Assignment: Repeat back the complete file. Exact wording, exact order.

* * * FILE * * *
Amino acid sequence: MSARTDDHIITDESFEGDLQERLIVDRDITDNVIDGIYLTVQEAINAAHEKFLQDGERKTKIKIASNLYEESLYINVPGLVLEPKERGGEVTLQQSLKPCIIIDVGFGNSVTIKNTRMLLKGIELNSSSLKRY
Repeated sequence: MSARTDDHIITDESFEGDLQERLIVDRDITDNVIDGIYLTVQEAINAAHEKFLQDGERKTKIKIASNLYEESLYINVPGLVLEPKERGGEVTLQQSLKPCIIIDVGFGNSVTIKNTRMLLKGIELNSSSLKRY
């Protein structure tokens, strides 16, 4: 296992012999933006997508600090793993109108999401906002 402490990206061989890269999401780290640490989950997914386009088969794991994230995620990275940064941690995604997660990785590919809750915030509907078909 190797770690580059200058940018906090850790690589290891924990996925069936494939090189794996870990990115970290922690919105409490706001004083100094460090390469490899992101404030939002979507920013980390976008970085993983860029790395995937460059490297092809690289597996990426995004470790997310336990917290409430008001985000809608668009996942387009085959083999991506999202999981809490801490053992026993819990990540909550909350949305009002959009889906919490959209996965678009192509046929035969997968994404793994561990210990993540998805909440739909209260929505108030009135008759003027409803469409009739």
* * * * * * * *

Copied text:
Amino acid sequence: MSARTDDHIITDESFEGDLQERLIVDRDITDNVIDGIYLTVQEAINAAHEKFLQDGERKTKIKIASNLYEESLYINVPGLVLEPKERGGEVTLQQSLKPCIIIDVGFGNSVTIKNTRMLLKGIELNSSSLKRY
Repeated sequence: MSARTDDHIITDESFEGDLQERLIVDRDITDNVIDGIYLTVQEAINAAHEKFLQDGERKTKIKIASNLYEESLYINVPGLVLEPKERGGEVTLQQSLKPCIIIDVGFGNSVTIKNTRMLLKGIELNSSSLKRY
């Protein structure tokens, strides 16, 4: 296992012999933006997508600090793993109108999401906002 402490990206061989890269999401780290640490989950997914386009088969794991994230995620990275940064941690995604997660990785590919809750915030509907078909 190797770690580059200058940018906090850790690589290891924990996925069936494939090189794996870990990115970290922690919105409490706001004083100094460090390469490899992101404030939002979507920013980390976008970085993983860029790395995937460059490297092809690289597996990426995004470790997310336990917290409430008001985000809608668009996942387009085959083999991506999202999981809490801490053992026993819990990540909550909350949305009002959009889906919490959209996965678009192509046929035969997968994404793994561990210990993540998805909440739909209260929505108030009135008759003027409803469409009739």